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David Heimann Collection

 Collection
Identifier: AR 7284

Scope and Content Note

The David Heimann Collection is a very personal collection in a sense that the materials constituting the collection shed light on the lives of many members and many generations of the Heimann family.

Correspondence, being the core of the collection, is manifold and was authored by a number of the family members. The bulk of the correspondence was created during WW I and in the late 1930s. Correspondence from the 1930s sheds light on the efforts of those Heimann family members who were in safety to bring the rest of the family out of Germany. As a result of these efforts the majority of the Heimanns were saved.

Additionally, there is some business correspondence regarding Firma H. L. Heimann.

The other large segment of the collection consists of poetry and prose composed mainly by David Heimann for various family occasions, such as annual family gatherings, birthdays, weddings, and other celebratory events

Also included here are a few essays written by David Heimann for various contests as well as his memoir depicting his imprisonment in Dachau.

Other materials include a small amount of documents, genealogical materials, and photographs.

A substantial amount of correspondence was translated into English by Irene Miller.

Dates

  • 1891-2008
  • Majority of material found in 1901-1951

Language of Materials

The collection is in German and English.

Access Restrictions

Open to researchers.

Access Information

Collection is digitized. Follow the links in the Container List to access the digitized materials.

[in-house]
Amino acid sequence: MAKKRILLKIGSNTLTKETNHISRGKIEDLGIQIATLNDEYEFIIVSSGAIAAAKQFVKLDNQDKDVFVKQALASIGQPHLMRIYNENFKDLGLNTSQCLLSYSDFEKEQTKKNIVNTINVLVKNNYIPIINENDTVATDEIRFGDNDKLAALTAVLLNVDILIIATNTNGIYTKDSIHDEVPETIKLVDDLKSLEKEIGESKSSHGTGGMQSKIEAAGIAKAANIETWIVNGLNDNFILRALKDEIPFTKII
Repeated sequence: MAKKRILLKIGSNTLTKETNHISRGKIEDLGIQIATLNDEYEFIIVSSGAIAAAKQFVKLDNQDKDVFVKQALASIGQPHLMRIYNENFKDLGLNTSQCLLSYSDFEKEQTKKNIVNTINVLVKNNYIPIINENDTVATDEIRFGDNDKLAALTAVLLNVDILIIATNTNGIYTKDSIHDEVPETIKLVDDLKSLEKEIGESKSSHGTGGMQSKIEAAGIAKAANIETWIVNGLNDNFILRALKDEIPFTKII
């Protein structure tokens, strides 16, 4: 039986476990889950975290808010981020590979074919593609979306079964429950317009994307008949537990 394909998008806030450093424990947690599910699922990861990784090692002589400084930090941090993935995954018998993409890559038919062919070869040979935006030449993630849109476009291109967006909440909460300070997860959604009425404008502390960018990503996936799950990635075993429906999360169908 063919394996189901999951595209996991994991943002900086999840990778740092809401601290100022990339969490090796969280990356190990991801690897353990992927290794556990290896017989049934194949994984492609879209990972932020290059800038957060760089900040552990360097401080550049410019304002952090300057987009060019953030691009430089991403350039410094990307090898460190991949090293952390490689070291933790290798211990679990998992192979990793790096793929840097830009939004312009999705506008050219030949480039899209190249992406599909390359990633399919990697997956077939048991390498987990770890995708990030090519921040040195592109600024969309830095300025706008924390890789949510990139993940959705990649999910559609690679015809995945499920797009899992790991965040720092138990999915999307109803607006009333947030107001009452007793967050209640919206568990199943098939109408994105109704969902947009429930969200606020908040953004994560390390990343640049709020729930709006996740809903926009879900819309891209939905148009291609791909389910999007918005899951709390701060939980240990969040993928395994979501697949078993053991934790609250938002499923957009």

Use Restrictions

There may be some restrictions on the use of the collection. For more information, contact:

Leo Baeck Institute, Center for Jewish History, 15 West 16th Street, New York, NY 10011

email: lbaeck@lbi.cjh.org

Biographical Note

David Heimann was born on July 6, 1879 in Oberdorf, Germany into a family of manufacturer of working clothing.

He attended school before becoming an apprentice in the Heimann family business. In 1902 his father made him the head of the family company, H.L. Heimann.

In 1909 David Heimann married Bertha Rosenfelder and they went on to have three boys. During WWII David Heimann served in the German army at the Eastern front.

In 1937 he was forced to sell both of his businesses, one in Oberdorf and the other one in Stuttgart, and in 1939 David Heimann and his family left Germany to settle in the United States.

With the help from the Jewish Agricultural Society, David Heimann and his brother Hermann were able to purchase a chicken farm and became quite successful farmers.

He retired in 1955 but remained on the farm.

David Heimann died in 1970.

Extent

3.25 Linear Feet

Abstract

The bulk of the collection consists of the personal correspondence generated by a number of the members of the Heimann family and prose and poetry composed by David Heimann for various celebratory family events. Other materials include photographs, documents, and genealogical materials.

Arrangement

The collection is divided into two series:

Microfilm

This collection is on five reels of microfilm (MF 1042):
  1. Reel 1: 1/1 – 1/4
  2. Reel 2: 1/5 – 2/2
  3. Reel 3: 2/3 – 2/5
  4. Reel 4: 2/6 – 3/6
  5. Reel 5: 3/7 – 3/11
  6. Reel 6: 3/12 – OS 2

Separated Material

Some photographs have been removed to the LBI Photo Collection
Title
Guide to the Papers of David Heimann 1891-2008 bulk 1901-1951 AR 7284 / MF 1042
Status
In Progress
Author
Processed by Yakov Illich Sklar
Date
© 2009
Language of description
English
Script of description
Latin
Language of description note
Description is in English.
Sponsor
as part of the Leon Levy Archival Processing Initiative, made possible by the Leon Levy Foundation

Revision Statements

  • June 2010.: Microfilm inventory added.
  • February 13, 2015 : Links to digital objects added in Container List.
  • December 2016:: Series I Scope and Content Note edited.

Repository Details

Part of the Leo Baeck Institute Repository

Contact:
15 West 16th Street
New York NY 10011 United States